Cortexyme publishes data on P. gingivalis ability to infect neurons

Cortexyme, Inc., a clinical stage biopharmaceutical company pioneering a novel, disease-modifying therapeutic approach to treat what it believes to be a key underlying cause of Alzheimer’s (AD) and other degenerative diseases, today announced the publication of research further documenting the ability of the pathogen Porphyromonas gingivalis to invade neurons and trigger Alzheimer’s-like neuropathology. The findings are to be published in the June 2020 issue of the Journal of Alzheimer’s Disease; an early online version of the paper is available now so that the important findings can be rapidly disseminated to the research community.

“P. gingivalis is best known for its role as a primary driver of chronic periodontal disease, but researchers at Cortexyme and independent labs around the world have assembled a compelling body of data on its ability to infiltrate the brain and cause pathology characteristic of Alzheimer’s disease,” said Stephen Dominy, M.D., Cortexyme’s chief scientific officer and co-founder, and co-author on the paper. “This latest research strengthens the connection between P. gingivalis and Alzheimer’s, and underscores the importance both of studying the pathogen and targeting it with potential therapeutics, such as COR388.”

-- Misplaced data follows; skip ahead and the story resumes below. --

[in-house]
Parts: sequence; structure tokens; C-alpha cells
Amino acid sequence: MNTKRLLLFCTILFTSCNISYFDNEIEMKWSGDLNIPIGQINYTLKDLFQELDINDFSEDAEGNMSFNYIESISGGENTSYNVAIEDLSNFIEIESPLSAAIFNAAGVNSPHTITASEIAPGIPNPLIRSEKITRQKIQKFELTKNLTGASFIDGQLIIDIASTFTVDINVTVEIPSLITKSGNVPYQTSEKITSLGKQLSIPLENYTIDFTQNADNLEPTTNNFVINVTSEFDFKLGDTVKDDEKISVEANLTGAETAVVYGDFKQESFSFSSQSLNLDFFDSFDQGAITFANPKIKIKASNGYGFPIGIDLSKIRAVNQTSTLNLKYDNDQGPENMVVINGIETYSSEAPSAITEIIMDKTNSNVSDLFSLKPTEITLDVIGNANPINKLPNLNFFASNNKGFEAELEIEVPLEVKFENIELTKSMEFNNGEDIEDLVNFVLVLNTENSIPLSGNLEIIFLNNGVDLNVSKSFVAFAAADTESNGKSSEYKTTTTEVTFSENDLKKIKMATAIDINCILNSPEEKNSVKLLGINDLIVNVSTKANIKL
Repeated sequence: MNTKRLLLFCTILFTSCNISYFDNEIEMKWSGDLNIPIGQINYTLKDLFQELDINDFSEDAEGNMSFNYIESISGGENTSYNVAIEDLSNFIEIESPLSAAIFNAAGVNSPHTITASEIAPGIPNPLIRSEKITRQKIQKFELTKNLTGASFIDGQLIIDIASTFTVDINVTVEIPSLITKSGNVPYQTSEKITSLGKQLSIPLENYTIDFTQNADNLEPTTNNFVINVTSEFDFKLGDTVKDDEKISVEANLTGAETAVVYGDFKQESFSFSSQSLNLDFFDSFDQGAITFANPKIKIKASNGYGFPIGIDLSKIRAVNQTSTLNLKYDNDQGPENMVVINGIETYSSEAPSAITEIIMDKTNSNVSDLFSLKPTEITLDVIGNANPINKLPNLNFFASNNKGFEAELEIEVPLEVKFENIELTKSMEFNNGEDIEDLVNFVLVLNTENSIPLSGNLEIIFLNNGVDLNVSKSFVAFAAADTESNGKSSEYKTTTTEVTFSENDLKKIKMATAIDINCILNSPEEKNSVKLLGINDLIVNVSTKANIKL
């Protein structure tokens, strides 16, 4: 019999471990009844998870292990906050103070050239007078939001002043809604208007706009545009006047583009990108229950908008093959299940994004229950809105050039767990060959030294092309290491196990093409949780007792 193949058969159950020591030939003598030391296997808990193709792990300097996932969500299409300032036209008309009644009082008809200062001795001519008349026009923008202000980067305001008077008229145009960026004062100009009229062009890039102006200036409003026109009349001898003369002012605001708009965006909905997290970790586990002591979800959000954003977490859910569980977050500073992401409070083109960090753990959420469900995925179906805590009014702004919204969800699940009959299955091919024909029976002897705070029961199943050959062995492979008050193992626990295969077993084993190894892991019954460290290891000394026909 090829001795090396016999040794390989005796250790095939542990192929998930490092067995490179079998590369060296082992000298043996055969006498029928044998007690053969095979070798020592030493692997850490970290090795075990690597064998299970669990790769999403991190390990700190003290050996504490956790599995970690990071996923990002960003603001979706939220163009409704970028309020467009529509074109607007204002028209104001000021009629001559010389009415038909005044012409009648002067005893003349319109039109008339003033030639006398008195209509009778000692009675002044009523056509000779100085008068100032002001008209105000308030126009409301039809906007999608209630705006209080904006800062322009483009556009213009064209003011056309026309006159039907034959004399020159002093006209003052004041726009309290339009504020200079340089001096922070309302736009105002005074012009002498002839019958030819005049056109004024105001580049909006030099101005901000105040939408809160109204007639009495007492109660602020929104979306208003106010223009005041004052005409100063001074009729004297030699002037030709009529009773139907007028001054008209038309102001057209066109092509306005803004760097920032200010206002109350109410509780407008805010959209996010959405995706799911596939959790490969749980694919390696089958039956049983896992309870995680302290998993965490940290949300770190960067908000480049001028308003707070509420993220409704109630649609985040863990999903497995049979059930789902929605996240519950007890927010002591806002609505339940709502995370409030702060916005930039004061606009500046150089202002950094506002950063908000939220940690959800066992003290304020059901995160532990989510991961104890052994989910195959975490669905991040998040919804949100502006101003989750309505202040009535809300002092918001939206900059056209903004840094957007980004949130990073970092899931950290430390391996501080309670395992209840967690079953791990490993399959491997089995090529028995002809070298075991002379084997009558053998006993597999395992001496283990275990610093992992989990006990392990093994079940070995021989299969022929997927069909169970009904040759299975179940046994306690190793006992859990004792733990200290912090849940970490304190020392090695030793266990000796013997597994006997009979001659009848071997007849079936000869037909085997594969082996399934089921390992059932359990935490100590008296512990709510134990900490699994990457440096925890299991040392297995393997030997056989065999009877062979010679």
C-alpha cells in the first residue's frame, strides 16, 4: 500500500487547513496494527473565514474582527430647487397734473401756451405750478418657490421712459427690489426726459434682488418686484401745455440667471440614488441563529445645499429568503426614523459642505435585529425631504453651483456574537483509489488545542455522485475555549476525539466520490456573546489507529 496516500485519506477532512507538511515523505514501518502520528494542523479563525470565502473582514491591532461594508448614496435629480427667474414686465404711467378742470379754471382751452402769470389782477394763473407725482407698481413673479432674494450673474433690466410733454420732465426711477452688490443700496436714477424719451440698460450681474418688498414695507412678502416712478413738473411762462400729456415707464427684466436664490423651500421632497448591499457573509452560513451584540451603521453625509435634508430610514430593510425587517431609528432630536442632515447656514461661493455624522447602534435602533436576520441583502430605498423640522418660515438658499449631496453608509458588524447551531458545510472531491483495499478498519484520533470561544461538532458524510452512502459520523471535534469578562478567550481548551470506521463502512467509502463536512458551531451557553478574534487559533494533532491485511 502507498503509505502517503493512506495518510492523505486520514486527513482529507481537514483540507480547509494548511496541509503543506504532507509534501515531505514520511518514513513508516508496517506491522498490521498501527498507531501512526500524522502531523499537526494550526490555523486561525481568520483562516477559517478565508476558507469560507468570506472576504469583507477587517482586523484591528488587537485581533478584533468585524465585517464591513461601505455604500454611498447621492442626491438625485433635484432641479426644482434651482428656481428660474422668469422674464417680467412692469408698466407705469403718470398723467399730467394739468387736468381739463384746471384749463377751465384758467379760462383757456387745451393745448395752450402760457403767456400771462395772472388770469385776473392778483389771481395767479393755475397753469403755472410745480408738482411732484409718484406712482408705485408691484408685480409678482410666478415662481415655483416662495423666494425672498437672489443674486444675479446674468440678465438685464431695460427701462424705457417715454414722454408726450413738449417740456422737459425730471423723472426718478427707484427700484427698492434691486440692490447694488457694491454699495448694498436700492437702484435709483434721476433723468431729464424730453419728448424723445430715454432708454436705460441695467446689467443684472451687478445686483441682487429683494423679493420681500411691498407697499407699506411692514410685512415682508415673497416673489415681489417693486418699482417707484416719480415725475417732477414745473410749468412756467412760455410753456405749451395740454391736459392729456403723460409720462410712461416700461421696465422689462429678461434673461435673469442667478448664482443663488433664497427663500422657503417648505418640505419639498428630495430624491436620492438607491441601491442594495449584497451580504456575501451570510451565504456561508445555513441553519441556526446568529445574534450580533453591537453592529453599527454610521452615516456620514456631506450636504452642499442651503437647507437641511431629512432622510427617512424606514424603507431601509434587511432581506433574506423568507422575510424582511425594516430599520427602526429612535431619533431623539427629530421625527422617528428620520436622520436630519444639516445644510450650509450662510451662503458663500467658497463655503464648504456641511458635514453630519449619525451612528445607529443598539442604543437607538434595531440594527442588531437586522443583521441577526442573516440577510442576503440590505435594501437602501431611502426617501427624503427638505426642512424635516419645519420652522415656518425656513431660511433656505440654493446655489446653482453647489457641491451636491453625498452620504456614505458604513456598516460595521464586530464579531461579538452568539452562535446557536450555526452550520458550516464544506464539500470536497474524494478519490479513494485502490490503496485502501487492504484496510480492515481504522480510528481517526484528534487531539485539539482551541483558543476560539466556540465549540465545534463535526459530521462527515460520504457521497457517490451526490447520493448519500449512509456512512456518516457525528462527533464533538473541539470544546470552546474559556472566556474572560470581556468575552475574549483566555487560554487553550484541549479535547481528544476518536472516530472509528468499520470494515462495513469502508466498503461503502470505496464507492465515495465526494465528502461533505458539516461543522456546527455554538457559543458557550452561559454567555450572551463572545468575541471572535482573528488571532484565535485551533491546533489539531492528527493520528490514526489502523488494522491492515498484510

As a Gram-negative, asaccharolytic bacterium, P. gingivalis breaks down proteins for its primary source of energy by utilizing toxic virulence factor proteases known as gingipains. Previous research led by the team at Cortexyme has demonstrated the presence of gingipains in greater than 90% of post-mortem brains of patients with AD. Cortexyme and others have also shown in animal models that P. gingivalis results in brain infection and classic AD pathology, including neurodegeneration, inflammation, beta-amyloid and tau pathology.

In the JAD paper available today, researchers demonstrate for the first time in vitro that P. gingivalis can invade and persist in mature human neurons expressing active gingipains, and that these P. gingivalis-infected neurons display signs of Alzheimer’s-like neuropathology, including:

  • disruption of the cytoskeleton, which is critical for proper cellular function
  • degradation of tau protein and increased tau phosphorylation, a key regulator of axonal transport mechanisms
  • accumulation of intraneuronal autophagic vacuoles and multivesicular bodies, suggestive of disruption of normal lysosomal function
  • synapse loss, one of the earliest pathological events in the onset of AD

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